Parshat Vayigash, Genesis 44:18-47:27
“Joseph could no longer control himself before all his attendants, and he cried out, ‘Have everyone withdraw from me!’ So there was no one else about when Joseph made himself known to his brothers.” —Genesis 45:1
When a rare word appears in the Torah, questions inevitably follow. This week we read (Gen. 45:1) that Joseph could not hit-apeq l’chol ha-nitzavim alav. The last few of these words aren’t difficult; the current Jewish Publication Society translation gives us “before all his attendants,” and that captures the image of Joseph, the vice regent among his court. But what about the uncommon word hit-apeq?
The dictionary suggests “restrain himself” or “control himself.” Hit-apeq indicates something that Joseph is doing to himself. So far so good. But the whole phrase has something to do with his courtiers. Who or what was being controlled, and to what purpose? And what does this have to do with the story of Joseph’s managing, at long last, to heal the tragic rifts in his family?
The story of Joseph in Sefer B’reysheet/The Book of Genesis abounds in dramatic incident and psychological depth. My adult Hebrew students in White Oak could not help but notice that the style of writing in this section (Chapters 37-50) shows complexity and subtlety beyond that of the preceding chapters.
And yet, the Torah — written Torah — never tells us quite enough. We always have questions, for example, about a Torah personality’s motivations, what he/she inferred from another’s words and actions, the tone of voice in which someone spoke.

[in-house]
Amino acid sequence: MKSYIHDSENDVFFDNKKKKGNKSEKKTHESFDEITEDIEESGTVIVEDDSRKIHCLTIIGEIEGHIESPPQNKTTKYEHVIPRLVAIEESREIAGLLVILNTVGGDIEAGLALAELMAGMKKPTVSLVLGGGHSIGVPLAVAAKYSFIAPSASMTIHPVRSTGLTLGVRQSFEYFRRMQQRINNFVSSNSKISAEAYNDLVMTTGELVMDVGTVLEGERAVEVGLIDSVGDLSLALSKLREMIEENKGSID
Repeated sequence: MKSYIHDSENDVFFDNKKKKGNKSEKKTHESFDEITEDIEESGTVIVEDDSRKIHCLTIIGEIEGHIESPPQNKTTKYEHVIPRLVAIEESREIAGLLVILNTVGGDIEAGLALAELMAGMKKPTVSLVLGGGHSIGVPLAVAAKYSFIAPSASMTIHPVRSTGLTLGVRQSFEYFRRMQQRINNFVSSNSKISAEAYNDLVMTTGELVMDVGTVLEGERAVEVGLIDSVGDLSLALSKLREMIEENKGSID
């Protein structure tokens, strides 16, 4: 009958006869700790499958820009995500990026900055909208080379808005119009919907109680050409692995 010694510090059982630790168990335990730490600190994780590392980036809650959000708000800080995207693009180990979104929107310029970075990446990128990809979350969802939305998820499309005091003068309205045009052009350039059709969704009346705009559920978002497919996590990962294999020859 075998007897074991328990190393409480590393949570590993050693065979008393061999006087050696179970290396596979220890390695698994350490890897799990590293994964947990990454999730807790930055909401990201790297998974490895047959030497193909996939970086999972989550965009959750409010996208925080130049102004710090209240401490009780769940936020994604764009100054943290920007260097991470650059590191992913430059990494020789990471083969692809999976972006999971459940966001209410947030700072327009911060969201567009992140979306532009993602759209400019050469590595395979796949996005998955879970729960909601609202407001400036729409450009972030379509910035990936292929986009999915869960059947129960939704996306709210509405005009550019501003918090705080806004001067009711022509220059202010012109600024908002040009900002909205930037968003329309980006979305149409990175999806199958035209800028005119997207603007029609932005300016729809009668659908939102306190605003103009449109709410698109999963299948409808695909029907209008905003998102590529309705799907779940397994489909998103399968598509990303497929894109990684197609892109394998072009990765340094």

These questions are simultaneously ancient and new. Classic midrash and commentary come to our aid, and new answers continually arise.
Shall we say, with Sa’adia Ga’on, that Joseph was so hemmed in by his many courtiers that he couldn’t move? Were they literally alav/on him? Possibly, but I don’t think that’s what Torah is saying.
Perhaps the Torah is telling us that Joseph had no control over what his court would think of his brothers when their crime against him was revealed. Rashi says that he could not abide his courtiers seeing his brothers being shamed because of their crime against him. Tzenah uR’ena adds that he would not have been able to restrain his courtiers’ distrust of them and so deny their settlement in Goshen.
Ramban prefers to retain the reflexive nuance of hit-apeq — what Joseph did to himself — and says that he could not strengthen himself against his courtiers, who favored pardoning Benjamin when they heard Judah’s supplications.
Others point to Joseph’s mounting emotion, whose outpouring he could no longer restrain. Rashbam (Rashi’s grandson) says that he was about to lose emotional self-restraint and did not want his courtiers to witness that, while David Kimhi says that Joseph lost emotional self-control after hearing repeatedly of his father’s sorrows.
Sforno reminds us that self-restraint is necessary for the business of government, but we can add that caring emotional honesty is necessary for clarifying family relationships.
Yet, another commentator looks at the next verse of our text and notes that Joseph did not mind the Egyptians knowing him as a man of deep feelings. He infers that Joseph’s dismissal of his court allowed him to express his emotions and, at the same time, safeguard his brothers from disgrace, an echo of Rashi.
How hard it is for a public figure to have a private life. After all, “inquiring minds want to know.” Happy are those people who are self-restrained and effective in public but who can “open up” in private and cultivate wholesome and fulfilling relationships.
Rabbi Paul Tuchman is spiritual leader of Temple B’nai Israel in White Oak. This column is a service of the Greater Pittsburgh Rabbinic Association.